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James-OstellNational Center for Biotechnology Information, USA
Tues., Jan. 12 - 8:45 AM
Town & Country Ballroom

Talk Topic: Biotechnology, Biomedicine, and Ag Genomics Databases at the NCBI

Talk Title: The Genome Era at NCBI – Are We There Yet?

Not so long ago publishing the genome of new organism was the domain of large teams and high profile papers. But now genomes are becoming tools of the trade. The NCBI Eukaryotic Genome Pipeline (GPIPE) has annotated more than 250 eukaryotic genomes. The bacterial version of GPIPE can assemble and annotate up to 700 genomes a day, and NCBI offers bacterial genome annotation as service to GenBank submitters routinely. We now have thousands of bacterial genomes from type strains, making it more reliable now to determine a bacterial species by comparing the genome than relying on the asserted organism name. Thousands of bacteria and virus samples are being sequenced and assembled into complete genomes as part of food pathogen or infectious disease surveillance, and 100’s of thousands of human genomes are starting to be sequenced now. What does the world look like when one sequences a genome as an assay instead of as an original discovery in its own right? NCBI is well down this road already, and this presentation will describe a bit of what we are starting to see.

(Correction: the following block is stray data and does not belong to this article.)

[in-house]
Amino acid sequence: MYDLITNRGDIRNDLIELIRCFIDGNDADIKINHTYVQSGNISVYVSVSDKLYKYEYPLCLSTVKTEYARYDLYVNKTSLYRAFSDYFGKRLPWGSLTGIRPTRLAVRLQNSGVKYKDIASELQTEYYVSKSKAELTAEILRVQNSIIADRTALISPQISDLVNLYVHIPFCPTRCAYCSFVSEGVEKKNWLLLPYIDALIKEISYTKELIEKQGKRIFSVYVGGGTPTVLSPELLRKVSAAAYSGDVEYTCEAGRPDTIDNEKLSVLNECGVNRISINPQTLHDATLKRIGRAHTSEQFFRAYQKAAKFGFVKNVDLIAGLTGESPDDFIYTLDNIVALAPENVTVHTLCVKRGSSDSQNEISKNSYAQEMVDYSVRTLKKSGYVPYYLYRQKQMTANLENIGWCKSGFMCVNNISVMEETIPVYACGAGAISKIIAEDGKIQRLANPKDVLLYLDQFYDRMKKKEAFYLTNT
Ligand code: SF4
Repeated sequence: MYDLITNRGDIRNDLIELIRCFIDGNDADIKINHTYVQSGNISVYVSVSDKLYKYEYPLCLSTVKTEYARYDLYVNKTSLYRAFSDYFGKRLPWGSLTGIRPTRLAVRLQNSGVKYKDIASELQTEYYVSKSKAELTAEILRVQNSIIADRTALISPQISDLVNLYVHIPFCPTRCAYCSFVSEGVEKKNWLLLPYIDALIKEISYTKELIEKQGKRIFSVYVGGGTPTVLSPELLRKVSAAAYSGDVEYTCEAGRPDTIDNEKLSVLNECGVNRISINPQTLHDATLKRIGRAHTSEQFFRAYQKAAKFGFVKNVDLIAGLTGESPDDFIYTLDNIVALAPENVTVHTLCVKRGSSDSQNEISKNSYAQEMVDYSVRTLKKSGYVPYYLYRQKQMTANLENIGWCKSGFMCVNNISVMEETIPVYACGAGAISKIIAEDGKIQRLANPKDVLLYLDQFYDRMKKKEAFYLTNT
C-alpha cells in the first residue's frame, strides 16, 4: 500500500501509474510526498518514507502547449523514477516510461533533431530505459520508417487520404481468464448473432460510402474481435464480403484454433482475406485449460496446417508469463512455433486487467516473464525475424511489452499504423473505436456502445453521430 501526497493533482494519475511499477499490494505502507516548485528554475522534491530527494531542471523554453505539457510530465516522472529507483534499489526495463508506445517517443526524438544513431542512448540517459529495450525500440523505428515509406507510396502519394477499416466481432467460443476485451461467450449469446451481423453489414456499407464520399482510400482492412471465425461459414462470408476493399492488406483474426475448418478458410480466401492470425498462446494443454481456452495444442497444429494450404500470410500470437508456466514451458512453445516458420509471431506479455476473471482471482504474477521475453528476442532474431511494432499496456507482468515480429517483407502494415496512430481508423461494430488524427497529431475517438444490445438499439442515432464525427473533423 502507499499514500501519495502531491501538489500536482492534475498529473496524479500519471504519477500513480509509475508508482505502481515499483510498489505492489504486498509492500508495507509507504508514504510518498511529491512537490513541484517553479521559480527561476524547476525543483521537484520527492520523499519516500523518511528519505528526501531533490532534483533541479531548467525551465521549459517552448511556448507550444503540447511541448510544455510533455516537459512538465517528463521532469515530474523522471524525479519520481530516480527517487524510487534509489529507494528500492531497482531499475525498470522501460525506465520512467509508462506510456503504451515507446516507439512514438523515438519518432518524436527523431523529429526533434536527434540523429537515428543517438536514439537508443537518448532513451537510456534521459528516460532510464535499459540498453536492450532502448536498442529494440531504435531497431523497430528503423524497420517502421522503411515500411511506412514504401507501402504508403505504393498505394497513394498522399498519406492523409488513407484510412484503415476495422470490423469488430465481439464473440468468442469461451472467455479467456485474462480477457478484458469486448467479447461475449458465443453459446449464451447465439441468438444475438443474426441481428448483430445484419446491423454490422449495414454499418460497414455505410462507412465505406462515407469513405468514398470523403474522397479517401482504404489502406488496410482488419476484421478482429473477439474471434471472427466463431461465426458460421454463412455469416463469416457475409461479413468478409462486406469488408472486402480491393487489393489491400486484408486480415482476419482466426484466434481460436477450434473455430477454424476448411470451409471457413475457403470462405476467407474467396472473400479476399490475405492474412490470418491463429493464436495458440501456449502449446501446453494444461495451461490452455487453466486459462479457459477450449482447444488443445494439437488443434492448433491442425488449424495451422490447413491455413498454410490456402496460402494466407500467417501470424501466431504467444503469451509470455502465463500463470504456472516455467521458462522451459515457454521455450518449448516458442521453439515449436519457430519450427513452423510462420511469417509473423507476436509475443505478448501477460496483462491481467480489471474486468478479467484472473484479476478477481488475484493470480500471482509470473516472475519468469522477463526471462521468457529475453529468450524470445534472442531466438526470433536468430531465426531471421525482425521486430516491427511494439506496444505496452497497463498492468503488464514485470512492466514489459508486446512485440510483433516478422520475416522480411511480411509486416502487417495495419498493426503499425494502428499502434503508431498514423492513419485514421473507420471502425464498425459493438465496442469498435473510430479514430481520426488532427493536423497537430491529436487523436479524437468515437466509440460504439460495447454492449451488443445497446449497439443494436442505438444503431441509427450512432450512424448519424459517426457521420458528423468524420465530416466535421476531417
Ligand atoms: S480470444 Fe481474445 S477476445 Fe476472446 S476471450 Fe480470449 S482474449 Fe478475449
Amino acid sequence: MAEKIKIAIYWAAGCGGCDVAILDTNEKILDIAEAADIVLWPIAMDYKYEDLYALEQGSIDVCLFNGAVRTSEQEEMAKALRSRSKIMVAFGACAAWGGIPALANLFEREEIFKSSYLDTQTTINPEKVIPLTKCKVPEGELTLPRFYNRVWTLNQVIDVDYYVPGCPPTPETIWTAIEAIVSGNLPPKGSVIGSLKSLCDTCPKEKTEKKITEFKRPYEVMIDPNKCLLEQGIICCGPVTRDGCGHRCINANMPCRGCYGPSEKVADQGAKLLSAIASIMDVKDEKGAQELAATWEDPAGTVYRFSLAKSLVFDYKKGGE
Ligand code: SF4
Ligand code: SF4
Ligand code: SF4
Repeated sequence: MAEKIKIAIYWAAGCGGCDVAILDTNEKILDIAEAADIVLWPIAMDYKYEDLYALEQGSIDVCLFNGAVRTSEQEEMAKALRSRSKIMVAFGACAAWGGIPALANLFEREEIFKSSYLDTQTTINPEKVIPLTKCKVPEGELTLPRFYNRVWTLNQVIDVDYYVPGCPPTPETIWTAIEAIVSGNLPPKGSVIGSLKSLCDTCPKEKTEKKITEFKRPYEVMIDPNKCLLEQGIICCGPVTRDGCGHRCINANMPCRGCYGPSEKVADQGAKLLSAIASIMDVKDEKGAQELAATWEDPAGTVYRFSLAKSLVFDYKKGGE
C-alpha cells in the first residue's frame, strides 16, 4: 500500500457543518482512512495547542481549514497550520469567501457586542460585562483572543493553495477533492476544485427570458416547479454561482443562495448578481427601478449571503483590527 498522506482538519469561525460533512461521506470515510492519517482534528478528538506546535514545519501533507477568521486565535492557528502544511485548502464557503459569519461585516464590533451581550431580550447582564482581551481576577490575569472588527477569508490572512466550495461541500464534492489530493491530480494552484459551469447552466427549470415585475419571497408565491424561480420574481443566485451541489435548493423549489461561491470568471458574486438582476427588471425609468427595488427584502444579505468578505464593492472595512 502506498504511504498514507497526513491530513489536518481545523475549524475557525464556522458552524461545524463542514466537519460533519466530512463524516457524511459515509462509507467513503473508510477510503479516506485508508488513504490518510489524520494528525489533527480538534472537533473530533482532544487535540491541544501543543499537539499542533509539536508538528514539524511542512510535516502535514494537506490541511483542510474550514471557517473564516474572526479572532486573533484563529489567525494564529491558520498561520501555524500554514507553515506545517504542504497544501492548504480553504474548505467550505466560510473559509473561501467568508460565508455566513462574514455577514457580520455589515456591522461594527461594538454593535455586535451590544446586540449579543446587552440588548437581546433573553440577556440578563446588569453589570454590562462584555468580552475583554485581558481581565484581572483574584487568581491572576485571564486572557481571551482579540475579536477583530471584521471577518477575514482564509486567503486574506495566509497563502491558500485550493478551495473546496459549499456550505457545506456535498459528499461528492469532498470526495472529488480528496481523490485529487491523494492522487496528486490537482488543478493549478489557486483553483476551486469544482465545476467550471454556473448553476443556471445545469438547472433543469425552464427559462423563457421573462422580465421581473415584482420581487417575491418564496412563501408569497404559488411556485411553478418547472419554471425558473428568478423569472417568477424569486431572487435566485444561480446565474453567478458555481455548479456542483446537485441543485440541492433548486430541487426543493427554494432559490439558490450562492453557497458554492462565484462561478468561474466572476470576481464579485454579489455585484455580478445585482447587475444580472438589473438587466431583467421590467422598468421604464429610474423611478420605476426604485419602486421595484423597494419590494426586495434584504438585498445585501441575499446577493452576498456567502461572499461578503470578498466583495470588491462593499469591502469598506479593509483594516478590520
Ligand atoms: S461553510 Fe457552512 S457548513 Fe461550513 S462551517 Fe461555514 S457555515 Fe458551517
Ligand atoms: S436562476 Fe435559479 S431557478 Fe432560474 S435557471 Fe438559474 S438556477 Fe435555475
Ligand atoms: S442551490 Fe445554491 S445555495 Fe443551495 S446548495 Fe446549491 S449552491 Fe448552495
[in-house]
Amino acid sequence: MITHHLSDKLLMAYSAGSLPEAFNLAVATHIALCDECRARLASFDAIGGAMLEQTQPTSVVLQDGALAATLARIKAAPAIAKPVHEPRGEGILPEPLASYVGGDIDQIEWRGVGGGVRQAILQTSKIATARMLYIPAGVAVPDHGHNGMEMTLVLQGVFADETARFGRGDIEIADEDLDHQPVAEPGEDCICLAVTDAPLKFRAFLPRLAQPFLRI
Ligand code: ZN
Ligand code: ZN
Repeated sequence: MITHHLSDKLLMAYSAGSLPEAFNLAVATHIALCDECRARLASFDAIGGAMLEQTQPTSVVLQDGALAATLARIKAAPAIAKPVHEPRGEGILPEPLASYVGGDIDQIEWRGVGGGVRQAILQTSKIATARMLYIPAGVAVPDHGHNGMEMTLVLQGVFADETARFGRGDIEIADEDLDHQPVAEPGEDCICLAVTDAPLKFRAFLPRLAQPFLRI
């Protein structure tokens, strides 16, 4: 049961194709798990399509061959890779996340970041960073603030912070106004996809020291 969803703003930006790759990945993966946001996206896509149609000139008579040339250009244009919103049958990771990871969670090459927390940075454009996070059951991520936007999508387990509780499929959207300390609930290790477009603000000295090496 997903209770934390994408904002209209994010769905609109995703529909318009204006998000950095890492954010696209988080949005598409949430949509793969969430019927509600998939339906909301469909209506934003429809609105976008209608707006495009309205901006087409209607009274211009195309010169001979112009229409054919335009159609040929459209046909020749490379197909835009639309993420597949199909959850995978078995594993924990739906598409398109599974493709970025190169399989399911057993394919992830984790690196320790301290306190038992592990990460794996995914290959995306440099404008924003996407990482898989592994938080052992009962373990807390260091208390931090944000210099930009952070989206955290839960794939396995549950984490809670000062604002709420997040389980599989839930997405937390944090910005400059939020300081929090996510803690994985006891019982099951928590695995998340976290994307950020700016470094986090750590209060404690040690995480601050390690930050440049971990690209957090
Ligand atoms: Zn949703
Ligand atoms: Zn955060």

Bio: Dr. Ostell is the Chief of the Information Engineering Branch (IEB) of the National Center for Biotechnology Information (NCBI). Dr. Ostell earned a Ph.D. in molecular biology from Harvard University, developed commercial software for biotechnology, then helped create NCBI in 1988. As IEB Chief, Dr. Ostell has been responsible for designing, developing, building, and deploying almost all production resources at NCBI from its beginning including PubMed, GenBank, BLAST, Entrez, RefSeq, dbSNP, PubMed Central, dbGaP, and many others. IEB serves more than 3 million users a day at peak rates of more than 7000 web hits a second. In 2007 Dr. Ostell was inducted into the United States National Academies, Institute of Medicine, and made an NIH Distinguished Investigator in 2011.